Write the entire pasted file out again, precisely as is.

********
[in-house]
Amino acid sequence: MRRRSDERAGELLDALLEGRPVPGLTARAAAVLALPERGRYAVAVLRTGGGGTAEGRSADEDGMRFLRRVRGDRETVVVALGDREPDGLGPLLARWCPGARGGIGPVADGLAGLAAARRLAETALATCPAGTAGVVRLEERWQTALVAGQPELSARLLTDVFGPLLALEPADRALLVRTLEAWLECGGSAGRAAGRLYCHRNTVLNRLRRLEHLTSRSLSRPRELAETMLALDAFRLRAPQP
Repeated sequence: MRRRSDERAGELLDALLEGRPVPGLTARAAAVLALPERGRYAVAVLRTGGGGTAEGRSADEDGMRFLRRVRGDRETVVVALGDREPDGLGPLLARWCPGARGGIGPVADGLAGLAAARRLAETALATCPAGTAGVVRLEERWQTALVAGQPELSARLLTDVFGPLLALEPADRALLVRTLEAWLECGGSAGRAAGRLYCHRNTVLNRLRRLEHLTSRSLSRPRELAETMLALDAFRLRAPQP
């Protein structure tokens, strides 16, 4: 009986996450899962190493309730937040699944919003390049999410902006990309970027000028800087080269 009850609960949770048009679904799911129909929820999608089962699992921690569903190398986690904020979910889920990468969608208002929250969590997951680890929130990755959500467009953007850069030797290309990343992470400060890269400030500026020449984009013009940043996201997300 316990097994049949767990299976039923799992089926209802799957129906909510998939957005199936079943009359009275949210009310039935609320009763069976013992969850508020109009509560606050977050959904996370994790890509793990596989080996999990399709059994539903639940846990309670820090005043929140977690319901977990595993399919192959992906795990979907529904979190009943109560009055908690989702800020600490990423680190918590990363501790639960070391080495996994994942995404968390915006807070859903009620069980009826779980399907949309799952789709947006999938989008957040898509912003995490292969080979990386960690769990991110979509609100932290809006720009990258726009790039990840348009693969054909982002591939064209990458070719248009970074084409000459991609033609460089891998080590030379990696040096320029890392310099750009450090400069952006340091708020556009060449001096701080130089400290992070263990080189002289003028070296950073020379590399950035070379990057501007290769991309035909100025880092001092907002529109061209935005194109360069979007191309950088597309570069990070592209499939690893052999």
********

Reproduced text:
[in-house]
Amino acid sequence: MRRRSDERAGELLDALLEGRPVPGLTARAAAVLALPERGRYAVAVLRTGGGGTAEGRSADEDGMRFLRRVRGDRETVVVALGDREPDGLGPLLARWCPGARGGIGPVADGLAGLAAARRLAETALATCPAGTAGVVRLEERWQTALVAGQPELSARLLTDVFGPLLALEPADRALLVRTLEAWLECGGSAGRAAGRLYCHRNTVLNRLRRLEHLTSRSLSRPRELAETMLALDAFRLRAPQP
Repeated sequence: MRRRSDERAGELLDALLEGRPVPGLTARAAAVLALPERGRYAVAVLRTGGGGTAEGRSADEDGMRFLRRVRGDRETVVVALGDREPDGLGPLLARWCPGARGGIGPVADGLAGLAAARRLAETALATCPAGTAGVVRLEERWQTALVAGQPELSARLLTDVFGPLLALEPADRALLVRTLEAWLECGGSAGRAAGRLYCHRNTVLNRLRRLEHLTSRSLSRPRELAETMLALDAFRLRAPQP
């Protein structure tokens, strides 16, 4: 009986996450899962190493309730937040699944919003390049999410902006990309970027000028800087080269 009850609960949770048009679904799911129909929820999608089962699992921690569903190398986690904020979910889920990468969608208002929250969590997951680890929130990755959500467009953007850069030797290309990343992470400060890269400030500026020449984009013009940043996201997300 316990097994049949767990299976039923799992089926209802799957129906909510998939957005199936079943009359009275949210009310039935609320009763069976013992969850508020109009509560606050977050959904996370994790890509793990596989080996999990399709059994539903639940846990309670820090005043929140977690319901977990595993399919192959992906795990979907529904979190009943109560009055908690989702800020600490990423680190918590990363501790639960070391080495996994994942995404968390915006807070859903009620069980009826779980399907949309799952789709947006999938989008957040898509912003995490292969080979990386960690769990991110979509609100932290809006720009990258726009790039990840348009693969054909982002591939064209990458070719248009970074084409000459991609033609460089891998080590030379990696040096320029890392310099750009450090400069952006340091708020556009060449001096701080130089400290992070263990080189002289003028070296950073020379590399950035070379990057501007290769991309035909100025880092001092907002529109061209935005194109360069979007191309950088597309570069990070592209499939690893052999």